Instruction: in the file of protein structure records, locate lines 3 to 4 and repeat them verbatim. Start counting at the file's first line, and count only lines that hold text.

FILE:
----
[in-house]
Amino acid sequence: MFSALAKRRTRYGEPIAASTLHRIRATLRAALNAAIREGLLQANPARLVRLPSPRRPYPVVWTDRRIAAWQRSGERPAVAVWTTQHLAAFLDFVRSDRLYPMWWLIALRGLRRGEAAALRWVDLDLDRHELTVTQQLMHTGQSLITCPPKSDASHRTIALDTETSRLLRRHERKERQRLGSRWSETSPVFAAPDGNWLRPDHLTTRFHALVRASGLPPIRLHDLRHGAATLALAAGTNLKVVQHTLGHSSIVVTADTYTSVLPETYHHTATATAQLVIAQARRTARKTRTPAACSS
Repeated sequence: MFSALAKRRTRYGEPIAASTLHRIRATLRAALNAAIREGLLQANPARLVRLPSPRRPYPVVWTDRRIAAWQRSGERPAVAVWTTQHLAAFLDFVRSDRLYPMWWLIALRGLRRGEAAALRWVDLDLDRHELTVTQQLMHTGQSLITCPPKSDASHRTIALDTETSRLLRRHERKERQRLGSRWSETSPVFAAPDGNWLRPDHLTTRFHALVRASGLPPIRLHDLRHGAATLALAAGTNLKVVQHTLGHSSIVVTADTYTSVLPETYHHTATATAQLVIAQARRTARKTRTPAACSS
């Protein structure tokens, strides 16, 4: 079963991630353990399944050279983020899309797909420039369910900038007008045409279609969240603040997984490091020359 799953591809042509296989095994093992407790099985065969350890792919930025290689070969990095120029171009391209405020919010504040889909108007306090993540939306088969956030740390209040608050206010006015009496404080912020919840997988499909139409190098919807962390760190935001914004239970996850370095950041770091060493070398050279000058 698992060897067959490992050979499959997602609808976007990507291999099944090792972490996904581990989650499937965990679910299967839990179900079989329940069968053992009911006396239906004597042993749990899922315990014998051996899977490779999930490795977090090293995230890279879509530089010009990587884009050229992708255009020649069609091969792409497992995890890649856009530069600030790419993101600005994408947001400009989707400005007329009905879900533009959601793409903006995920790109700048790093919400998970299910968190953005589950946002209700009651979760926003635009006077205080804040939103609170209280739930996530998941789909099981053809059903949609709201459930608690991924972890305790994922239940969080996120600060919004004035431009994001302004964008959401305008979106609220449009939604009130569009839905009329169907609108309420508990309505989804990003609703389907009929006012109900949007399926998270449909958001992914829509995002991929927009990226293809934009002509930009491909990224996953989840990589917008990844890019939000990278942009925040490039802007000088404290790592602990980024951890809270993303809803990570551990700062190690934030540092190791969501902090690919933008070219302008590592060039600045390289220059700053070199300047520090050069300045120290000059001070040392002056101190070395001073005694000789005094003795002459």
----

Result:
Repeated sequence: MFSALAKRRTRYGEPIAASTLHRIRATLRAALNAAIREGLLQANPARLVRLPSPRRPYPVVWTDRRIAAWQRSGERPAVAVWTTQHLAAFLDFVRSDRLYPMWWLIALRGLRRGEAAALRWVDLDLDRHELTVTQQLMHTGQSLITCPPKSDASHRTIALDTETSRLLRRHERKERQRLGSRWSETSPVFAAPDGNWLRPDHLTTRFHALVRASGLPPIRLHDLRHGAATLALAAGTNLKVVQHTLGHSSIVVTADTYTSVLPETYHHTATATAQLVIAQARRTARKTRTPAACSS
């Protein structure tokens, strides 16, 4: 079963991630353990399944050279983020899309797909420039369910900038007008045409279609969240603040997984490091020359 799953591809042509296989095994093992407790099985065969350890792919930025290689070969990095120029171009391209405020919010504040889909108007306090993540939306088969956030740390209040608050206010006015009496404080912020919840997988499909139409190098919807962390760190935001914004239970996850370095950041770091060493070398050279000058 698992060897067959490992050979499959997602609808976007990507291999099944090792972490996904581990989650499937965990679910299967839990179900079989329940069968053992009911006396239906004597042993749990899922315990014998051996899977490779999930490795977090090293995230890279879509530089010009990587884009050229992708255009020649069609091969792409497992995890890649856009530069600030790419993101600005994408947001400009989707400005007329009905879900533009959601793409903006995920790109700048790093919400998970299910968190953005589950946002209700009651979760926003635009006077205080804040939103609170209280739930996530998941789909099981053809059903949609709201459930608690991924972890305790994922239940969080996120600060919004004035431009994001302004964008959401305008979106609220449009939604009130569009839905009329169907609108309420508990309505989804990003609703389907009929006012109900949007399926998270449909958001992914829509995002991929927009990226293809934009002509930009491909990224996953989840990589917008990844890019939000990278942009925040490039802007000088404290790592602990980024951890809270993303809803990570551990700062190690934030540092190791969501902090690919933008070219302008590592060039600045390289220059700053070199300047520090050069300045120290000059001070040392002056101190070395001073005694000789005094003795002459």